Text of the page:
Hi everyone! It’s been a while since I’ve done an entry in my series of recommendations (the last being 5 Great Books With…Dragons), but for some reason it’s been really tough writing these and meeting my (admittedly high) standards for my posts. Today though I want to recommend some great books with disability rep. My goal with this series is to do recommendations around a specific topic, and then revisit that topic later on to give additional recommendations. As I read mainly fantasy, the majority of these will be fantasy books that I recommend.
A Curse So Dark and Lonely by Brigid Kemmerer
Harper is just your average teen trying to get by in Washington, DC, until she’s suddenly transported into the magical kingdom of Emberfall to break a curse and save the kingdom. This is a retelling of Beauty and the Beast, and is one of the best retellings of that classic story that I’ve read so far. The disability rep appears with the main character of Harper, who has cerebral palsy but never lets that stop her from doing the things she wants and needs to do. Her disability was a central topic of the book, but she never tried to cure her disability with magic and it was never used as a crutch – in fact, it made her stronger. I personally can’t speak as to how accurate this representation is and unfortunately I was unable to find some OwnVoices reviews, so I can’t link to any. If you’re an OwnVoices reviewer, please link your review below!
Into the Drowning Deep by Mira Grant
Fantasy meets horror in the form of killer mermaids in this gripping book about a woman desperate to find answers about her missing sister. Victoria, the main character, signs up to be part of the crew on a voyage to the Mariana Trench where seven years ago another crew was lost at sea with all hands. Now, the new voyage to the Trench is to entertain viewers on the mystery of the missing crew. The amount of diversity in this book is truly impressive – multiple queer characters, physical disabilities, identical twins with hearing impairments, and a autistic person. Mira Grant is the penname for Seanan McGuire, so it should come as no surprise that the diversity is taken very seriously and never comes across as forced. This book was truly terrifying and worth the read! The prequel novella also includes plenty of diversity, including wheelchair users from the original crew.
Percy Jackson and the Olympians: The Lightning Thief by Rick Riordan
Rick Riordan is well known for having quite a bit of representation in his works, and Percy Jackson is where it all begins. Riordan brings ancient Greek myths into modern day, making things more interesting for young readers. Even for those of us who are a little older, Percy Jackson is magical. This disability rep starts off with ADHD and dyslexia, but expands as Riordan explores more of this universe he’s created. There are characters throughout this series (and the follow up series) that tackle heavy topics and represent a multitude of people: there are deaf characters, characters from abusive homes, LGBT+ characters, characters of all kinds of faith, and racially diverse characters. In fact, you might say that Rick Riordan is at the top of the list when it comes to representation, not just disabled rep. And he doesn’t just tackle Greek mythology – he also explores Roman mythology and Norse mythology as well. His imprint, Rick Riordan Presents, also focuses on diversity. So what I’m saying is, you need to read Riordan’s books. You can thank me later.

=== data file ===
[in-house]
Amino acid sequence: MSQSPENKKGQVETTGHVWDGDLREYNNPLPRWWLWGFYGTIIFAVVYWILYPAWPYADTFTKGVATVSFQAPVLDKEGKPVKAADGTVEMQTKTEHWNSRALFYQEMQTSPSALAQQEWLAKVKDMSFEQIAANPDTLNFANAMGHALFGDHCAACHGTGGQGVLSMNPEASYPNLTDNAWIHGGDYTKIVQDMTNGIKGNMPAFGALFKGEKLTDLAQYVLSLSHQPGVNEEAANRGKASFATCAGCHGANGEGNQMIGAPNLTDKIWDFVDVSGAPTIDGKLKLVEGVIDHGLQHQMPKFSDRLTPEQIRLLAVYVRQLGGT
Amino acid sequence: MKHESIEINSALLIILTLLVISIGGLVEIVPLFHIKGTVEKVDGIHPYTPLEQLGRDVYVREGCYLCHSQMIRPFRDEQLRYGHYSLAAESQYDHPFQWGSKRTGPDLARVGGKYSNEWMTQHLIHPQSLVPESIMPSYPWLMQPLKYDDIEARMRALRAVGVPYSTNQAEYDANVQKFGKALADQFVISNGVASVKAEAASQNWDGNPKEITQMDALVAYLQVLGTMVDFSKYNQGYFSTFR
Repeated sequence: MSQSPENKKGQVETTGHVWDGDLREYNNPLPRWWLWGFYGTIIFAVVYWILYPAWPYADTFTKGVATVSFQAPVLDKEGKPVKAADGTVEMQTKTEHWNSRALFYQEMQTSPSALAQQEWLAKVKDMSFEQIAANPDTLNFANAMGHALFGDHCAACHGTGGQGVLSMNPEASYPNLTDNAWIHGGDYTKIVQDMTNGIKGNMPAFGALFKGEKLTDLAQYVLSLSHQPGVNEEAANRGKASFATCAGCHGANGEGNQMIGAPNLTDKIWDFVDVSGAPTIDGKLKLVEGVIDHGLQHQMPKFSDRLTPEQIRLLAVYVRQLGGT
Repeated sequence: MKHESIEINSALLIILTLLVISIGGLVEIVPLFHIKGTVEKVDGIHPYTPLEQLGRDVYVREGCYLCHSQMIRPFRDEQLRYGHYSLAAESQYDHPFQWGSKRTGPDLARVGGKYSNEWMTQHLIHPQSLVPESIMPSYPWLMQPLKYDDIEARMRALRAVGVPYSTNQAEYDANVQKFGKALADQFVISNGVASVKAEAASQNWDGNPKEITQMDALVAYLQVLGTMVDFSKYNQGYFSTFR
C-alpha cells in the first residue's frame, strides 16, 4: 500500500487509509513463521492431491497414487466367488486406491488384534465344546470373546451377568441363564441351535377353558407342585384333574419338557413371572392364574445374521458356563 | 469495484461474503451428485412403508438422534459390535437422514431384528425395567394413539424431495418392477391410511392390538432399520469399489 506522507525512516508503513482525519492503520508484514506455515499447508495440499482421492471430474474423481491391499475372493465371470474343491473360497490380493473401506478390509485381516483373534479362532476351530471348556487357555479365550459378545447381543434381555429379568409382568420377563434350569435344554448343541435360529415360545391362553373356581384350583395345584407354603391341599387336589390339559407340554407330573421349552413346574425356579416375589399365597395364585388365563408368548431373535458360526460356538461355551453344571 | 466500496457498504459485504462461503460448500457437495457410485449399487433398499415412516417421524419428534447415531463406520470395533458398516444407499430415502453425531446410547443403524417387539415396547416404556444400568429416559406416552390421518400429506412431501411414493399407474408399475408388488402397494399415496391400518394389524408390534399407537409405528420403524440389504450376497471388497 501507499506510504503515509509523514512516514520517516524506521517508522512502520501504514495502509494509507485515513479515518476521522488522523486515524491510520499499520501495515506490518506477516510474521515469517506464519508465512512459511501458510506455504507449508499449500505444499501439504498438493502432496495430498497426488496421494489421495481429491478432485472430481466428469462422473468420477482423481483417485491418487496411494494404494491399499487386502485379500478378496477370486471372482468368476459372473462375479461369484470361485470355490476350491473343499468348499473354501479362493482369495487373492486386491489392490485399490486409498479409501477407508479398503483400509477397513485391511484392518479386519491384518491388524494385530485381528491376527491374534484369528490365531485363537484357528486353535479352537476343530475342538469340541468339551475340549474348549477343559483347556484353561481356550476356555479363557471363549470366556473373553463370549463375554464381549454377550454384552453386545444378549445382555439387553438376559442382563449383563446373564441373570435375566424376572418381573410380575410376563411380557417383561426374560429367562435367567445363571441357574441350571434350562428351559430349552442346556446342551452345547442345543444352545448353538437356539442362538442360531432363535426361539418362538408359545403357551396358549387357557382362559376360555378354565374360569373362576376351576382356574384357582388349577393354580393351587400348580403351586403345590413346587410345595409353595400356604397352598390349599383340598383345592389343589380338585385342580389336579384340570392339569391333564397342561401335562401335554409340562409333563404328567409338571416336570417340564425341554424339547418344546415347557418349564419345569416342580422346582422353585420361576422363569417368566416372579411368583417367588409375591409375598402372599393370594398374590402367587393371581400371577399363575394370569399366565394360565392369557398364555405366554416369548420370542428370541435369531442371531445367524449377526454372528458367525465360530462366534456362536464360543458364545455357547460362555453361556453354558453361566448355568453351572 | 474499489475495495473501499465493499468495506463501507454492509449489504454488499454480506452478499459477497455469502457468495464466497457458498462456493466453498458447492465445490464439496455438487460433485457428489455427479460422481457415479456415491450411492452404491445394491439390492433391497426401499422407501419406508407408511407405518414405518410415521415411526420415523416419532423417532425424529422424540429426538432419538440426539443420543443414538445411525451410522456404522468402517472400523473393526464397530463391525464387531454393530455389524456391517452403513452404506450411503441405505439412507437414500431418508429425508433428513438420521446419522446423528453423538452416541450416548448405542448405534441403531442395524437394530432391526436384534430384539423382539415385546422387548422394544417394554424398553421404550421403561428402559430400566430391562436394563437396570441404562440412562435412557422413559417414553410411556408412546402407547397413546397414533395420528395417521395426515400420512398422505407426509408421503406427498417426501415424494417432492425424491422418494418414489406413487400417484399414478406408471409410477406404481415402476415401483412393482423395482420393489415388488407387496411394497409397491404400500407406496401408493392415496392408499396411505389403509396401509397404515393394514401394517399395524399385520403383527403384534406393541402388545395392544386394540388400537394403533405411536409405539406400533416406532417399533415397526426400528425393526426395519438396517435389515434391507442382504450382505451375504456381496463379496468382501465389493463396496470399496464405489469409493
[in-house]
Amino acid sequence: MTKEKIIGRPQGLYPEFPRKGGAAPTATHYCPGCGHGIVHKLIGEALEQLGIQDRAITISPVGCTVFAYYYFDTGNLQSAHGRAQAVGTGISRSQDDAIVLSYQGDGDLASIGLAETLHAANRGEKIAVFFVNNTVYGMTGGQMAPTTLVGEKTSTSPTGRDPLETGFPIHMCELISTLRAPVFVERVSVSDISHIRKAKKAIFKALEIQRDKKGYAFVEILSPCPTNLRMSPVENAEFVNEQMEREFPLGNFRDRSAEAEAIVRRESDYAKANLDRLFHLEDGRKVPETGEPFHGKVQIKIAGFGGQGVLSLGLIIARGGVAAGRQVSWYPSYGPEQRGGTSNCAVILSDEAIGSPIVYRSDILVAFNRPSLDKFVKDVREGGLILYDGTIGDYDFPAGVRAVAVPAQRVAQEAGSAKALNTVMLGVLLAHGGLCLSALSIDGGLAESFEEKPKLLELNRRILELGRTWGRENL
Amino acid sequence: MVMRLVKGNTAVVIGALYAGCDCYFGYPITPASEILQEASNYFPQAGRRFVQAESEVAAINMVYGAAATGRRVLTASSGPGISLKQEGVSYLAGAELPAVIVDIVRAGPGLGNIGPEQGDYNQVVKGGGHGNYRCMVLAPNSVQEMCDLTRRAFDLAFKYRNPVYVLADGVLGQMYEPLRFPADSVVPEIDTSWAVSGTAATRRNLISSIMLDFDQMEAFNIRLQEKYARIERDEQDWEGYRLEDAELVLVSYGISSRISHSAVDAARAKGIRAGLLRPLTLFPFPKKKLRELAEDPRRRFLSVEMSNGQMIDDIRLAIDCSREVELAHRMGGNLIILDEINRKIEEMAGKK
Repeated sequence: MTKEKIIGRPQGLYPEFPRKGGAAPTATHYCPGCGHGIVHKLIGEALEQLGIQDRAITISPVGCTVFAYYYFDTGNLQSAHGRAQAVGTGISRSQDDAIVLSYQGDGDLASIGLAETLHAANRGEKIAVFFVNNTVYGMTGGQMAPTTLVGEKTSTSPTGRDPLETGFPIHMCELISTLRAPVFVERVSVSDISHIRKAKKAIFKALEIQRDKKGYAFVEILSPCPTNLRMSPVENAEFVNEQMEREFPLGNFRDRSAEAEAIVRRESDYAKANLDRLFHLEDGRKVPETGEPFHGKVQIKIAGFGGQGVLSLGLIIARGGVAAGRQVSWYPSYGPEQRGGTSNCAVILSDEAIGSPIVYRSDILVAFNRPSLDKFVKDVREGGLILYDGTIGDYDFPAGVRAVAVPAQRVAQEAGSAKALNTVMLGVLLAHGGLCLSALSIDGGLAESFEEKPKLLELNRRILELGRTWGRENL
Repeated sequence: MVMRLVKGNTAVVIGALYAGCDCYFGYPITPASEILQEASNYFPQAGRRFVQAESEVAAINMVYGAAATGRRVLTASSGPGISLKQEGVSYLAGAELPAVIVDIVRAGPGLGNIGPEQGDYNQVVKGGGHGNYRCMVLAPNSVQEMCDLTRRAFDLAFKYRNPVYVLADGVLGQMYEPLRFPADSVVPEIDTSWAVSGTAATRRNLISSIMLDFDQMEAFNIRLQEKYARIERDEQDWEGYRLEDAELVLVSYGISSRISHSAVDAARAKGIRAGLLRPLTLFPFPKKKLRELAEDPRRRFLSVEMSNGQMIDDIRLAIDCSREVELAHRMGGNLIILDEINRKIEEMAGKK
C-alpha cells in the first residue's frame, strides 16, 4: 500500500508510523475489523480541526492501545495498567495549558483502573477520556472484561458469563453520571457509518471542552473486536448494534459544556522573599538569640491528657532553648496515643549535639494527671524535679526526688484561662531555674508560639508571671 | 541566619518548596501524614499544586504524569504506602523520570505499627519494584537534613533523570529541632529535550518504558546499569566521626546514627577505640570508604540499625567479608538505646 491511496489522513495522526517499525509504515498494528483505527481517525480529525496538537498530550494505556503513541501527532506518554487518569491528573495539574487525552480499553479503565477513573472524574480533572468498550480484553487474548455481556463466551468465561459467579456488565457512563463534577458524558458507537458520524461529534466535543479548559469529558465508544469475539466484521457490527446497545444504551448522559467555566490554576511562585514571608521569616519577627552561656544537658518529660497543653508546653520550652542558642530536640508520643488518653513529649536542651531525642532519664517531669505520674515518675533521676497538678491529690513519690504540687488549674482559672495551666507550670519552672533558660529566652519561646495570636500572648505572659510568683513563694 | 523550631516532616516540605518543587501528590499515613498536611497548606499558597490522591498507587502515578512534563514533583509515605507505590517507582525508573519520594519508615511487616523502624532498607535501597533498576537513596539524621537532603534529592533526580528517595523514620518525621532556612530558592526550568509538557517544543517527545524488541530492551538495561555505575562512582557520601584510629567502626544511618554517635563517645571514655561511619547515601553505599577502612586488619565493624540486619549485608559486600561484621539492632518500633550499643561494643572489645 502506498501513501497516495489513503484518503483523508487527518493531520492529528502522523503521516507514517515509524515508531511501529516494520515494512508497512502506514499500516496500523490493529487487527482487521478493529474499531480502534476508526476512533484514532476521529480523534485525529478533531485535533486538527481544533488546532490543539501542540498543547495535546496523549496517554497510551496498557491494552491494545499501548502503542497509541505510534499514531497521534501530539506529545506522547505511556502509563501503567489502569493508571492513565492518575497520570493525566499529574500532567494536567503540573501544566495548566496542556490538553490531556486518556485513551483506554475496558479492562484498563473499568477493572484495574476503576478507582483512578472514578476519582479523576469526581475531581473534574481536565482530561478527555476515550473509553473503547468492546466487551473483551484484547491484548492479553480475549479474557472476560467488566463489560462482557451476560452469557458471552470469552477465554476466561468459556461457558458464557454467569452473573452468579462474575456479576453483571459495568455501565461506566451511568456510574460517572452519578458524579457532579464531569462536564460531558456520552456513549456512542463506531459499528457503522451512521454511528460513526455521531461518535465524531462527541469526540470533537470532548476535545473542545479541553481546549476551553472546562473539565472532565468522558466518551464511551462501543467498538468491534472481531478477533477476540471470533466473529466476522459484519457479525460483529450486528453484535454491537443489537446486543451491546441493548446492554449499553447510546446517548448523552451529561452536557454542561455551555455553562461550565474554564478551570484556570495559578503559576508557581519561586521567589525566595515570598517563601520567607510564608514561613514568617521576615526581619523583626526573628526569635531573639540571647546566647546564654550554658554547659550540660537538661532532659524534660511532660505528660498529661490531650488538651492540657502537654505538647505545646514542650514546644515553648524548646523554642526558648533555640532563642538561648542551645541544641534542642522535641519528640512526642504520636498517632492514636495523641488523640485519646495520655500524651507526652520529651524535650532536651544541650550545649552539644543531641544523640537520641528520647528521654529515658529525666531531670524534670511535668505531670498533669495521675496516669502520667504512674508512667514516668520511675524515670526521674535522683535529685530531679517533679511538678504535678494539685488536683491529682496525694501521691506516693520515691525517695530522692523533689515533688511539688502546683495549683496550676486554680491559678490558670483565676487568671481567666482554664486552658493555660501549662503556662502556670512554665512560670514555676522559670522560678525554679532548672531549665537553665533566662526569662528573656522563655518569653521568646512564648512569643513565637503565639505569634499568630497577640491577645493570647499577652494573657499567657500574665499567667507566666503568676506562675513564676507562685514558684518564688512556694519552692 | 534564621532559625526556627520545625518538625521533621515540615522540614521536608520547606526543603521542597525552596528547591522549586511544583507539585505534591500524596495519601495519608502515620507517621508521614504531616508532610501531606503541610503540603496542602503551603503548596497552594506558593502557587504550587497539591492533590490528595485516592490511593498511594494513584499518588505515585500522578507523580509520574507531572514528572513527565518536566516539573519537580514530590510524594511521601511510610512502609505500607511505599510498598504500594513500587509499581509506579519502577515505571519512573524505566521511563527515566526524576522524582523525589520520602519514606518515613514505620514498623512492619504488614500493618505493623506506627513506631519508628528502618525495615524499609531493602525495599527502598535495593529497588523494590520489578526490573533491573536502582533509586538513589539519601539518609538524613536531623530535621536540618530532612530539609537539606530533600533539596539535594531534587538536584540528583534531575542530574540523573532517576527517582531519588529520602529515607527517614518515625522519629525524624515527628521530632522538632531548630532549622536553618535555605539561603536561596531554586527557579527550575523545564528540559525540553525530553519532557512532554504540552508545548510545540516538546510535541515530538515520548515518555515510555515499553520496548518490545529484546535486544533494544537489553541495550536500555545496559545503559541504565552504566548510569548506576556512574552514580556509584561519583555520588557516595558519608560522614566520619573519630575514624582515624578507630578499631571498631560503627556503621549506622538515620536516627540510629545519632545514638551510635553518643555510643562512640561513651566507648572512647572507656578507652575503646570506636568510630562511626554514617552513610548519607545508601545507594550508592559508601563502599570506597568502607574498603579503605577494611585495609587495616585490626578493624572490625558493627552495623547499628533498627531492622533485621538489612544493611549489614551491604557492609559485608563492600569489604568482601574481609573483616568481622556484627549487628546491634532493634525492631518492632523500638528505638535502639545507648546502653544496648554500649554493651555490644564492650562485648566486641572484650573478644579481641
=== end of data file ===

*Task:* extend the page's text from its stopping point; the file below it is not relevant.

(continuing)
The Dragonbone Chair by Tad Williams
Looking for a fantasy with the classic fantasy tropes like the chosen one, mysterious races, magic, good versus evil, and political intrigue? Want something slow burn, with tons of history and world building you can get lost in for hours? This may be the series for you. You’ve got dragons, wolves, magic, elves, demons…everything you need in a good (in my opinion) fantasy book. We follow a kitchen boy who is apprenticed to a league determined to save their kingdom. He is sent on a quest to find one of the lost swords of power and face the deadliest enemies this world has ever seen. The disability comes into play with a supporting character who is an amputee. I haven’t seen any reviews that mention this particular aspect of the book, but with almost 2,000 reviews on Goodreads, it’s possible that I missed some.
Legacy of Kings by Eleanor Herman
Looking for an interesting historical fantasy? Well, how about a historical fantasy of Alexander the Great as a teenager? This is a dark and gritty YA book and may have more sex and blood than the average YA fantasy. If you read this, be prepared to fall down a rabbit hole of googling everything historical that appears in this book, from the characters to the settings! There are a bunch of POVs, and one protagonist has a limp and uses a cane/crutches. Again, I struggled to find reviews for this one – especially OwnVoices reviews – so I’m not sure how accurate any of the portrayals are.